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KEYNOTES:









Wednesday Sept. 3rd, Plenaries (8:45am – 10:30am)
 
Plenary 1: Prof. Andrea Goldsmith
The Stephen Harris Professor
School of Engineering, Stanford University

 

 
Talk Title:  5G and beyond: What lies ahead for wireless system design
 
Abstract: Wireless technology has enormous potential to change the way we live, work, and play. Future wireless networks will support Gigabit per second multimedia communication between people, devices, and the “Internet of Things” with high reliability and uniform coverage indoors and out. Software will create a virtual wireless network cloud, enabling resource management, seamless connectivity, and roaming across heterogeneous access networks. The shortage of spectrum will be alleviated by advances in massive MIMO and mmW technology as well as cognitive radios, and breakthrough energy-efficiency algorithms and hardware will be employed to make wireless systems “green”. There are many technical challenges that must be overcome in order to make this vision a reality. This talk will describe the challenges of “5G and beyond” wireless system design, along with recent technology innovations that address some of these challenges.
 
Short Bio: Andrea Goldsmith is the Stephen Harris professor in the School of Engineering and a professor of Electrical Engineering at Stanford University. She was previously on the faculty of Electrical Engineering at Caltech. She co-founded and served as CTO for two wireless startups: Accelera, Inc., which develops software-defined wireless network technology, and Quantenna Communications Inc., which develops high-performance WiFi chipsets. She has previously held industry positions at Maxim Technologies, Memorylink Corporation, and AT&T Bell Laboratories. Dr. Goldsmith is a Fellow of the IEEE and of Stanford, and she has received several awards for her work, including the IEEE Communications Society and Information Theory Society joint paper award, the IEEE Communications Society Best Tutorial Paper Award, the National Academy of Engineering Gilbreth Lecture Award, the IEEE Wireless Communications Technical Committee Recognition Award, the Alfred P. Sloan Fellowship, and the Silicon Valley/San Jose Business Journal’s Women of Influence Award. She is author of the book ``Wireless Communications'' and co-author of the books ``MIMO Wireless Communications'' and “Principles of Cognitive Radio,” all published by Cambridge University Press. She received the B.S., M.S. and Ph.D. degrees in Electrical Engineering from U.C. Berkeley.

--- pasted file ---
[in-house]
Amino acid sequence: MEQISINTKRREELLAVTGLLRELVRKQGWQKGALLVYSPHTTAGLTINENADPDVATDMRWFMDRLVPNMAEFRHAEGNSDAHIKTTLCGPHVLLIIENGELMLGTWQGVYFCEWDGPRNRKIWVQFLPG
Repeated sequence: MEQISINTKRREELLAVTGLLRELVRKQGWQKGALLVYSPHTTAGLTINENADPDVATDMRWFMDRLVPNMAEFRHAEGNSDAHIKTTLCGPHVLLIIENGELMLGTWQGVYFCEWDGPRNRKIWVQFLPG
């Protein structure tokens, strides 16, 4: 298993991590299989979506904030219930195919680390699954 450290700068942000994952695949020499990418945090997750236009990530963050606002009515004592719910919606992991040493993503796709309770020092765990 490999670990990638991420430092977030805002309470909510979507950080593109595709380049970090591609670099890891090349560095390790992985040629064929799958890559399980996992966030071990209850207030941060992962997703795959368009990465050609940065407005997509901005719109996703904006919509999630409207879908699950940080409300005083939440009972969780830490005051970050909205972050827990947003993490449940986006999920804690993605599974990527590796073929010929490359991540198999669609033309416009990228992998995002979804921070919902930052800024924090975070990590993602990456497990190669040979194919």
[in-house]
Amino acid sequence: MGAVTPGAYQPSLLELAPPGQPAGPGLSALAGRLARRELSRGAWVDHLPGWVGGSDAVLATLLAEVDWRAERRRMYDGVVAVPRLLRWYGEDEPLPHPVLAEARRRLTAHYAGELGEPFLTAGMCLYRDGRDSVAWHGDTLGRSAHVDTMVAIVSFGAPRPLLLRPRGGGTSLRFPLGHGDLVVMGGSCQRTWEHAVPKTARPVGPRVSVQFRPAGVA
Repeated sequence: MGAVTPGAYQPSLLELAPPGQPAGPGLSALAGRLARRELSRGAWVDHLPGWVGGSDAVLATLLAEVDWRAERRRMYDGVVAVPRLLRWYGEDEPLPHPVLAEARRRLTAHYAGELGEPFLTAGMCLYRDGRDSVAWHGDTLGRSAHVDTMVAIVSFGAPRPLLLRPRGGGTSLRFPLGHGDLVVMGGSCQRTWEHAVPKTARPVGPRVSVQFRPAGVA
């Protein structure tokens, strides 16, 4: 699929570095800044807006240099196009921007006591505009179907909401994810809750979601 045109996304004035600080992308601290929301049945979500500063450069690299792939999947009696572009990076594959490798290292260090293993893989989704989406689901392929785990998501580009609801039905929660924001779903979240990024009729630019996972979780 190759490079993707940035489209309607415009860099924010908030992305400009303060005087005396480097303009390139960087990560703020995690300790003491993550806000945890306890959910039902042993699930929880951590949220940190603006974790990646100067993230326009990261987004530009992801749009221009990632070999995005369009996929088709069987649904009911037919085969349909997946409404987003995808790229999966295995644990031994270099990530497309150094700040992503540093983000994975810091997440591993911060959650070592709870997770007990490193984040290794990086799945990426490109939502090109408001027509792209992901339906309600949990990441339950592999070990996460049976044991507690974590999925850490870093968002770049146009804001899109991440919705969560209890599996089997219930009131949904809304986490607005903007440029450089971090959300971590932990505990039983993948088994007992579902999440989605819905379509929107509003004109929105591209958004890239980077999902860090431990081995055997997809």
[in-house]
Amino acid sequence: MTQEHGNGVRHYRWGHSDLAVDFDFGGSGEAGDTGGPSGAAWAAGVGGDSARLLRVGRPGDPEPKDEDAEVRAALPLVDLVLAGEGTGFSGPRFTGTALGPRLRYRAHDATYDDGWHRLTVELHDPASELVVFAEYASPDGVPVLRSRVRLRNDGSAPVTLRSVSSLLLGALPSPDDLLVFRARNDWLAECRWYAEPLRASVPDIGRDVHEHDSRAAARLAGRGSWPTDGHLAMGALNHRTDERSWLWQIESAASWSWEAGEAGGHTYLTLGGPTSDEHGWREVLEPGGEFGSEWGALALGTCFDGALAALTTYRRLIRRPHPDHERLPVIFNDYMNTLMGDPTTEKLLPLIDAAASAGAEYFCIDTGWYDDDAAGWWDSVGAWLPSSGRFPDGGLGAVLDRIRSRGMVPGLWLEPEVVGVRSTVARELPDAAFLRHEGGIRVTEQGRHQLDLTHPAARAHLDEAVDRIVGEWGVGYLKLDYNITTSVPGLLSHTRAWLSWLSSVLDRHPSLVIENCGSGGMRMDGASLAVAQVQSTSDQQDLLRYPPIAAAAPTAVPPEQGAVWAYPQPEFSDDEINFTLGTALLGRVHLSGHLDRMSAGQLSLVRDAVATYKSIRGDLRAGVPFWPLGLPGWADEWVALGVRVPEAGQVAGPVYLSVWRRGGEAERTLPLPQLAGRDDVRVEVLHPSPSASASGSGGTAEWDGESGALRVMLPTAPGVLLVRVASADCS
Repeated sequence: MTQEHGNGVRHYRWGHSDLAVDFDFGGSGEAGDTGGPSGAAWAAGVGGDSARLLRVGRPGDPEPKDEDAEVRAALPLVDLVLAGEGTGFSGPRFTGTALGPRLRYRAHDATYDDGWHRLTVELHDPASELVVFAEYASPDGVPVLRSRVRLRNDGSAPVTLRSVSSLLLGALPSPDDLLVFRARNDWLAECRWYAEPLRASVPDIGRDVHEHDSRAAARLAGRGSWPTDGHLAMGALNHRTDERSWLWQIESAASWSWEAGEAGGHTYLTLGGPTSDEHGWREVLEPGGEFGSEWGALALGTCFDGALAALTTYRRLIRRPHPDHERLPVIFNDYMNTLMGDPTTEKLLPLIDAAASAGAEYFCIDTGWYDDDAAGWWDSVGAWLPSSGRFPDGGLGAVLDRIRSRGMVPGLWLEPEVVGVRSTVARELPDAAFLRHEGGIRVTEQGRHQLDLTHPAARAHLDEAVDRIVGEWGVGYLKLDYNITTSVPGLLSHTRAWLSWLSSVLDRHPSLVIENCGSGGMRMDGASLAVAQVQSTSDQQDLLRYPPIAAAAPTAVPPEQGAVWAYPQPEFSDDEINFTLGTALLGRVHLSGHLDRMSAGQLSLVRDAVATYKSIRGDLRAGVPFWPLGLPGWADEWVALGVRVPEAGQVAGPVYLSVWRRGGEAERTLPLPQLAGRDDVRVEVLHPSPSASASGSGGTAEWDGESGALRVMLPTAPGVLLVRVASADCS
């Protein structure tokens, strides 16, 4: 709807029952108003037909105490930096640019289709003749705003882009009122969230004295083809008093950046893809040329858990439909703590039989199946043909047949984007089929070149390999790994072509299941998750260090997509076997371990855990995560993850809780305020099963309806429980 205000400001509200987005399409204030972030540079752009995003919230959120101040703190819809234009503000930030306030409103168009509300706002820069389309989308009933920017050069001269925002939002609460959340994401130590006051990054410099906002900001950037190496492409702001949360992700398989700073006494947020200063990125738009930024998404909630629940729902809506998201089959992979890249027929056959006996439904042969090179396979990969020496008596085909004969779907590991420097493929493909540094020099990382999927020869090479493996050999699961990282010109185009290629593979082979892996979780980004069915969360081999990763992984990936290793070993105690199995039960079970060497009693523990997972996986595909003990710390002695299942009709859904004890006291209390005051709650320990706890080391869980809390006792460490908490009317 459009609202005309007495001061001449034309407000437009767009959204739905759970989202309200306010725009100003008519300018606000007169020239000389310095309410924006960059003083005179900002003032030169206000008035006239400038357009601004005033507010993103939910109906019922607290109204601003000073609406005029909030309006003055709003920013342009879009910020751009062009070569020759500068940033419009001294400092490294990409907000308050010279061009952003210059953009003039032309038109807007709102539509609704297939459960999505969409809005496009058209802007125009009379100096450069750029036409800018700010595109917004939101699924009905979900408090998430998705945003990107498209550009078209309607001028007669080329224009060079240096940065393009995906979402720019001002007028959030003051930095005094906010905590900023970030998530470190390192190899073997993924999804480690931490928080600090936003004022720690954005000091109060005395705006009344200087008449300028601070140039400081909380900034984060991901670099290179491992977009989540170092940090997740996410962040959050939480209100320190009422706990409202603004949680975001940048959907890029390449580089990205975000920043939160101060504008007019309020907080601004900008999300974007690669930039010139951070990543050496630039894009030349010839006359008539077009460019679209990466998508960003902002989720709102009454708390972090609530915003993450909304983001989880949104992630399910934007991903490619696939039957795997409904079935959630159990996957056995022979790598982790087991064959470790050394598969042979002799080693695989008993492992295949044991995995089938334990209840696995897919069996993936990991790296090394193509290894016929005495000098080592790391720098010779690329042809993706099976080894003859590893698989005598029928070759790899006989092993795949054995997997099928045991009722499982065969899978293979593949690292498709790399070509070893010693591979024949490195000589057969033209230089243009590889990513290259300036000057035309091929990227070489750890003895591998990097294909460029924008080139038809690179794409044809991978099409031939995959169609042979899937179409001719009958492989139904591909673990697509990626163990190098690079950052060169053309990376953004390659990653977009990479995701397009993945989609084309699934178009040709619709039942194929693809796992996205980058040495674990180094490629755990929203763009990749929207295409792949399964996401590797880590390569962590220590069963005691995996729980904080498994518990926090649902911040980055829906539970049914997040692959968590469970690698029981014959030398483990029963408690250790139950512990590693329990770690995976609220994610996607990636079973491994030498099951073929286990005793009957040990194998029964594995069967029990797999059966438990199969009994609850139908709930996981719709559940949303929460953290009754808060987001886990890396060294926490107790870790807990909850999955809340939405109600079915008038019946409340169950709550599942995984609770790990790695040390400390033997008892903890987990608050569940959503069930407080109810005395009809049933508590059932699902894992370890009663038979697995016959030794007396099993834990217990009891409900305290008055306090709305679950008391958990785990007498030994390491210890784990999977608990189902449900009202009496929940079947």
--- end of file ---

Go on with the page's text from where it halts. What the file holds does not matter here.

Dr. Goldsmith is currently on the Steering Committee for the IEEE Transactions on Wireless Communications, and has previously served as editor for the IEEE Transactions on Information Theory, the Journal on Foundations and Trends in Communications and Information Theory and in Networks, the IEEE Transactions on Communications, and the IEEE Wireless Communications Magazine. Dr. Goldsmith participates actively in committees and conference organization for the IEEE Information Theory and Communications Societies and has served on the Board of Governors for both societies. She has been a Distinguished Lecturer for both societies, served as the President of the IEEE Information Theory Society in 2009, founded and chaired the student committee of the IEEE Information Theory society, and currently chairs the Emerging Technology Committee and is a member of the Strategic Planning Committee in the IEEE Communications Society. At Stanford she received the inaugural University Postdoc Mentoring Award, served as Chair of its Faculty Senate, and currently serves on its Faculty Senate and on its Budget Group.
 



Plenary 2: Dr. Chih-Lin I
China Mobile Chief Scientist, Wireless Technologies
China Mobile Research Institute

 

 
Talk Title: SmartTile: Driving LSAS from Theory to Practice